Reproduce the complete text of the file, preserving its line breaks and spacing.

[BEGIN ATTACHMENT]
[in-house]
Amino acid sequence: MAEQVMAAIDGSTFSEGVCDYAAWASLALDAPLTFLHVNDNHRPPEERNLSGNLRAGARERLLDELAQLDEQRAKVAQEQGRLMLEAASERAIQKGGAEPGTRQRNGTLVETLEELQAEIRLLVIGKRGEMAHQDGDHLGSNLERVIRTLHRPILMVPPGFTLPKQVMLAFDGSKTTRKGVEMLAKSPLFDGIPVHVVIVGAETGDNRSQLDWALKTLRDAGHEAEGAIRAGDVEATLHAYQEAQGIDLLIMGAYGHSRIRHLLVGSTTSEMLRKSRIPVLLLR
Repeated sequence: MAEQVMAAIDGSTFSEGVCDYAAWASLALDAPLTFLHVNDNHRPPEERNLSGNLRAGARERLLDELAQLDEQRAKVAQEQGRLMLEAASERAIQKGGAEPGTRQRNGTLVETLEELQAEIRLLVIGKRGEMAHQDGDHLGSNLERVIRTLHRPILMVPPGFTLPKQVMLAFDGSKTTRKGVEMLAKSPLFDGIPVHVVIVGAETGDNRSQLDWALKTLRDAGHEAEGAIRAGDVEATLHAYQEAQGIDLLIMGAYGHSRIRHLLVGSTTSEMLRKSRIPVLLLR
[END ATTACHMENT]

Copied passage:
[in-house]
Amino acid sequence: MAEQVMAAIDGSTFSEGVCDYAAWASLALDAPLTFLHVNDNHRPPEERNLSGNLRAGARERLLDELAQLDEQRAKVAQEQGRLMLEAASERAIQKGGAEPGTRQRNGTLVETLEELQAEIRLLVIGKRGEMAHQDGDHLGSNLERVIRTLHRPILMVPPGFTLPKQVMLAFDGSKTTRKGVEMLAKSPLFDGIPVHVVIVGAETGDNRSQLDWALKTLRDAGHEAEGAIRAGDVEATLHAYQEAQGIDLLIMGAYGHSRIRHLLVGSTTSEMLRKSRIPVLLLR
Repeated sequence: MAEQVMAAIDGSTFSEGVCDYAAWASLALDAPLTFLHVNDNHRPPEERNLSGNLRAGARERLLDELAQLDEQRAKVAQEQGRLMLEAASERAIQKGGAEPGTRQRNGTLVETLEELQAEIRLLVIGKRGEMAHQDGDHLGSNLERVIRTLHRPILMVPPGFTLPKQVMLAFDGSKTTRKGVEMLAKSPLFDGIPVHVVIVGAETGDNRSQLDWALKTLRDAGHEAEGAIRAGDVEATLHAYQEAQGIDLLIMGAYGHSRIRHLLVGSTTSEMLRKSRIPVLLLR